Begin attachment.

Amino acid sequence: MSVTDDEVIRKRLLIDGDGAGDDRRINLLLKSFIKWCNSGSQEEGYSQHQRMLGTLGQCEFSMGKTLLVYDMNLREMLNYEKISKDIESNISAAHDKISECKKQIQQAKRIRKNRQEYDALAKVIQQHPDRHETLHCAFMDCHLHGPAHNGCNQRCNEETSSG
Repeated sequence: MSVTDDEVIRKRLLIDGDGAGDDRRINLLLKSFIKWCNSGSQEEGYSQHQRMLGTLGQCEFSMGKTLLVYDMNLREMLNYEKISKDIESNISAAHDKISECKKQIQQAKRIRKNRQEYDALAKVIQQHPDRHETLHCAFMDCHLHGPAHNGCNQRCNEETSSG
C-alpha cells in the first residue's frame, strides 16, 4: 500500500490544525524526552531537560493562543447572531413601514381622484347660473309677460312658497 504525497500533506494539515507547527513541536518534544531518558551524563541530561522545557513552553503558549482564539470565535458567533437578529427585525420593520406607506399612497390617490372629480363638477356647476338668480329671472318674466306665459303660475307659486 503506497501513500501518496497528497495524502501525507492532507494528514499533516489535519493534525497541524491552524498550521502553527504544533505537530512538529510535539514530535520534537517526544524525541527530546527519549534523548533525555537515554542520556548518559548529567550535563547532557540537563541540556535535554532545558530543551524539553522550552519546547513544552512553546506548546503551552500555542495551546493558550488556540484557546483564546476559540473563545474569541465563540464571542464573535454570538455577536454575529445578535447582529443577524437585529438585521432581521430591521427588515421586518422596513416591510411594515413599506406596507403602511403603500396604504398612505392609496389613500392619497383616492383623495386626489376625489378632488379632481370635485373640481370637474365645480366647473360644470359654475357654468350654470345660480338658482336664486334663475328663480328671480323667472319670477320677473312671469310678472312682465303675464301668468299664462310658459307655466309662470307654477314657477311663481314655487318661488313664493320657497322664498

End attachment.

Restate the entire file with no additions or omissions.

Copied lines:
Amino acid sequence: MSVTDDEVIRKRLLIDGDGAGDDRRINLLLKSFIKWCNSGSQEEGYSQHQRMLGTLGQCEFSMGKTLLVYDMNLREMLNYEKISKDIESNISAAHDKISECKKQIQQAKRIRKNRQEYDALAKVIQQHPDRHETLHCAFMDCHLHGPAHNGCNQRCNEETSSG
Repeated sequence: MSVTDDEVIRKRLLIDGDGAGDDRRINLLLKSFIKWCNSGSQEEGYSQHQRMLGTLGQCEFSMGKTLLVYDMNLREMLNYEKISKDIESNISAAHDKISECKKQIQQAKRIRKNRQEYDALAKVIQQHPDRHETLHCAFMDCHLHGPAHNGCNQRCNEETSSG
C-alpha cells in the first residue's frame, strides 16, 4: 500500500490544525524526552531537560493562543447572531413601514381622484347660473309677460312658497 504525497500533506494539515507547527513541536518534544531518558551524563541530561522545557513552553503558549482564539470565535458567533437578529427585525420593520406607506399612497390617490372629480363638477356647476338668480329671472318674466306665459303660475307659486 503506497501513500501518496497528497495524502501525507492532507494528514499533516489535519493534525497541524491552524498550521502553527504544533505537530512538529510535539514530535520534537517526544524525541527530546527519549534523548533525555537515554542520556548518559548529567550535563547532557540537563541540556535535554532545558530543551524539553522550552519546547513544552512553546506548546503551552500555542495551546493558550488556540484557546483564546476559540473563545474569541465563540464571542464573535454570538455577536454575529445578535447582529443577524437585529438585521432581521430591521427588515421586518422596513416591510411594515413599506406596507403602511403603500396604504398612505392609496389613500392619497383616492383623495386626489376625489378632488379632481370635485373640481370637474365645480366647473360644470359654475357654468350654470345660480338658482336664486334663475328663480328671480323667472319670477320677473312671469310678472312682465303675464301668468299664462310658459307655466309662470307654477314657477311663481314655487318661488313664493320657497322664498